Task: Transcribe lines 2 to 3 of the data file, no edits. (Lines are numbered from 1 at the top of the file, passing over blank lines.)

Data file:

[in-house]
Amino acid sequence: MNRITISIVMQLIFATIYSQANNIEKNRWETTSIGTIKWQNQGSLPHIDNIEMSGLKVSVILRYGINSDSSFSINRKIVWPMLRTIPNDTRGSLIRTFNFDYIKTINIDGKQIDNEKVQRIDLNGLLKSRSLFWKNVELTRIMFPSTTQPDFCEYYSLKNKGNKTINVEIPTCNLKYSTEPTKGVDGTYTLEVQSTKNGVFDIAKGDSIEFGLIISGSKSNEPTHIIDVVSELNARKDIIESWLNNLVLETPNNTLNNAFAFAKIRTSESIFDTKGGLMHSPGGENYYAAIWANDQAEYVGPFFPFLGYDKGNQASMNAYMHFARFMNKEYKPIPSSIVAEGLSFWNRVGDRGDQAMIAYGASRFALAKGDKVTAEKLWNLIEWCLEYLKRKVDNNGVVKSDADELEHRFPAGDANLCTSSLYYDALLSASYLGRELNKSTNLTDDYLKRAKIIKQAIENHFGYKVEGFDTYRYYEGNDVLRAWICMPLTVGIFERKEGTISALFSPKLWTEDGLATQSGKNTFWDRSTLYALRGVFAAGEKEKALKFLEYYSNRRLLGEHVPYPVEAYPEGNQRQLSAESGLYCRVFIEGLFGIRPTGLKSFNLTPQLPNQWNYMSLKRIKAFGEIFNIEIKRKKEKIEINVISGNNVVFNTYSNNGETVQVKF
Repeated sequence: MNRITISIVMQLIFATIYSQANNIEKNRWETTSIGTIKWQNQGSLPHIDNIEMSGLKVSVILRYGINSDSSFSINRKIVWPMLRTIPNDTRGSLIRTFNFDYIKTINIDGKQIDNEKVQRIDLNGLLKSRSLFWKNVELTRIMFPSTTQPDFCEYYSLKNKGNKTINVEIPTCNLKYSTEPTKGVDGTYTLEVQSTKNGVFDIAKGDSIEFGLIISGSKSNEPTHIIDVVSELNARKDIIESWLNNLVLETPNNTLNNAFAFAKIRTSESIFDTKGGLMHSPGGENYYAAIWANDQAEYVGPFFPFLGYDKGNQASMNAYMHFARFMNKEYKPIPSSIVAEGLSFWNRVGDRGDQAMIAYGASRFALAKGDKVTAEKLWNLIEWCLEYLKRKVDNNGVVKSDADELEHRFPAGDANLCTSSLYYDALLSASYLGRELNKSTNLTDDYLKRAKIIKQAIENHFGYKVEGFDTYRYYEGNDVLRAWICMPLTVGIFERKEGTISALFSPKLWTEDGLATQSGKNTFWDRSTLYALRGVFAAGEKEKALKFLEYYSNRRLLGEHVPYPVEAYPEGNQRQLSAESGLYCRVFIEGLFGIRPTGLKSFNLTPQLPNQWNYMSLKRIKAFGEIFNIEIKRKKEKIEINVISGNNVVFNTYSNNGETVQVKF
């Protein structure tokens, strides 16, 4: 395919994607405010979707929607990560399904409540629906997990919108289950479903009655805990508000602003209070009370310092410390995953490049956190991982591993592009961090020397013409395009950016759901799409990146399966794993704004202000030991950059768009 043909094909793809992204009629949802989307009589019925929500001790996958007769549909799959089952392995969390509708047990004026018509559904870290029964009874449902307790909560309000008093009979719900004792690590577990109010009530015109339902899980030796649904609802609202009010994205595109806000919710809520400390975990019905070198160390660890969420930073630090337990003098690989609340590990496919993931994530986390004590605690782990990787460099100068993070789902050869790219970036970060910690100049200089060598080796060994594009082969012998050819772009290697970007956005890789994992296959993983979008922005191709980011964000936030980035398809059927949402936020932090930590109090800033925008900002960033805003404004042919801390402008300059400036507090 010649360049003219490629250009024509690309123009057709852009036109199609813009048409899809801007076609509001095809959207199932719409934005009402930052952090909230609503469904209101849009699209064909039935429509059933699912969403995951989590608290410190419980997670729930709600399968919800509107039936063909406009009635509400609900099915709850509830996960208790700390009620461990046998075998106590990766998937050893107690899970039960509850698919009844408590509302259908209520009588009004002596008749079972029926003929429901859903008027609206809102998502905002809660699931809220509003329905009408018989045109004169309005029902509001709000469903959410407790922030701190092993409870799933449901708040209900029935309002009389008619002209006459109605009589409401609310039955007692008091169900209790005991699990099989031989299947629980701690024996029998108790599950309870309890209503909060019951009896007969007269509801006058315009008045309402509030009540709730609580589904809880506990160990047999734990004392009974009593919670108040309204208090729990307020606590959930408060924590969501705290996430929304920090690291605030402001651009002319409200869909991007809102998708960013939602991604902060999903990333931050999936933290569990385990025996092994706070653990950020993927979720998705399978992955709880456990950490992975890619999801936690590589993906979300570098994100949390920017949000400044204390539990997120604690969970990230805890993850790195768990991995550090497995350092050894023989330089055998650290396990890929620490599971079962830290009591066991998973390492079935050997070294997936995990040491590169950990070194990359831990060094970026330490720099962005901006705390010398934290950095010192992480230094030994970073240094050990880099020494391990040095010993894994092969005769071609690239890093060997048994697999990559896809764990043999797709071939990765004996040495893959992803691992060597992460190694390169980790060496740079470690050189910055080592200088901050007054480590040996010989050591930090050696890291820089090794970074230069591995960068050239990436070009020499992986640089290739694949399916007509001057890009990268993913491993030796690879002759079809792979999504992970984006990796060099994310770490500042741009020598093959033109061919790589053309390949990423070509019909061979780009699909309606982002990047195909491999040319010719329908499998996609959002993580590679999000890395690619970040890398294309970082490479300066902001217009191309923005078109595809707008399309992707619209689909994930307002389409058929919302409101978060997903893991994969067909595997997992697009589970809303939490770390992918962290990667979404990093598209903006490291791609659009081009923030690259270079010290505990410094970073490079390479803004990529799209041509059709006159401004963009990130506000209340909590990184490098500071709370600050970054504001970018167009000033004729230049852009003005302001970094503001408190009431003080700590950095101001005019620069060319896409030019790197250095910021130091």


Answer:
Amino acid sequence: MNRITISIVMQLIFATIYSQANNIEKNRWETTSIGTIKWQNQGSLPHIDNIEMSGLKVSVILRYGINSDSSFSINRKIVWPMLRTIPNDTRGSLIRTFNFDYIKTINIDGKQIDNEKVQRIDLNGLLKSRSLFWKNVELTRIMFPSTTQPDFCEYYSLKNKGNKTINVEIPTCNLKYSTEPTKGVDGTYTLEVQSTKNGVFDIAKGDSIEFGLIISGSKSNEPTHIIDVVSELNARKDIIESWLNNLVLETPNNTLNNAFAFAKIRTSESIFDTKGGLMHSPGGENYYAAIWANDQAEYVGPFFPFLGYDKGNQASMNAYMHFARFMNKEYKPIPSSIVAEGLSFWNRVGDRGDQAMIAYGASRFALAKGDKVTAEKLWNLIEWCLEYLKRKVDNNGVVKSDADELEHRFPAGDANLCTSSLYYDALLSASYLGRELNKSTNLTDDYLKRAKIIKQAIENHFGYKVEGFDTYRYYEGNDVLRAWICMPLTVGIFERKEGTISALFSPKLWTEDGLATQSGKNTFWDRSTLYALRGVFAAGEKEKALKFLEYYSNRRLLGEHVPYPVEAYPEGNQRQLSAESGLYCRVFIEGLFGIRPTGLKSFNLTPQLPNQWNYMSLKRIKAFGEIFNIEIKRKKEKIEINVISGNNVVFNTYSNNGETVQVKF
Repeated sequence: MNRITISIVMQLIFATIYSQANNIEKNRWETTSIGTIKWQNQGSLPHIDNIEMSGLKVSVILRYGINSDSSFSINRKIVWPMLRTIPNDTRGSLIRTFNFDYIKTINIDGKQIDNEKVQRIDLNGLLKSRSLFWKNVELTRIMFPSTTQPDFCEYYSLKNKGNKTINVEIPTCNLKYSTEPTKGVDGTYTLEVQSTKNGVFDIAKGDSIEFGLIISGSKSNEPTHIIDVVSELNARKDIIESWLNNLVLETPNNTLNNAFAFAKIRTSESIFDTKGGLMHSPGGENYYAAIWANDQAEYVGPFFPFLGYDKGNQASMNAYMHFARFMNKEYKPIPSSIVAEGLSFWNRVGDRGDQAMIAYGASRFALAKGDKVTAEKLWNLIEWCLEYLKRKVDNNGVVKSDADELEHRFPAGDANLCTSSLYYDALLSASYLGRELNKSTNLTDDYLKRAKIIKQAIENHFGYKVEGFDTYRYYEGNDVLRAWICMPLTVGIFERKEGTISALFSPKLWTEDGLATQSGKNTFWDRSTLYALRGVFAAGEKEKALKFLEYYSNRRLLGEHVPYPVEAYPEGNQRQLSAESGLYCRVFIEGLFGIRPTGLKSFNLTPQLPNQWNYMSLKRIKAFGEIFNIEIKRKKEKIEINVISGNNVVFNTYSNNGETVQVKF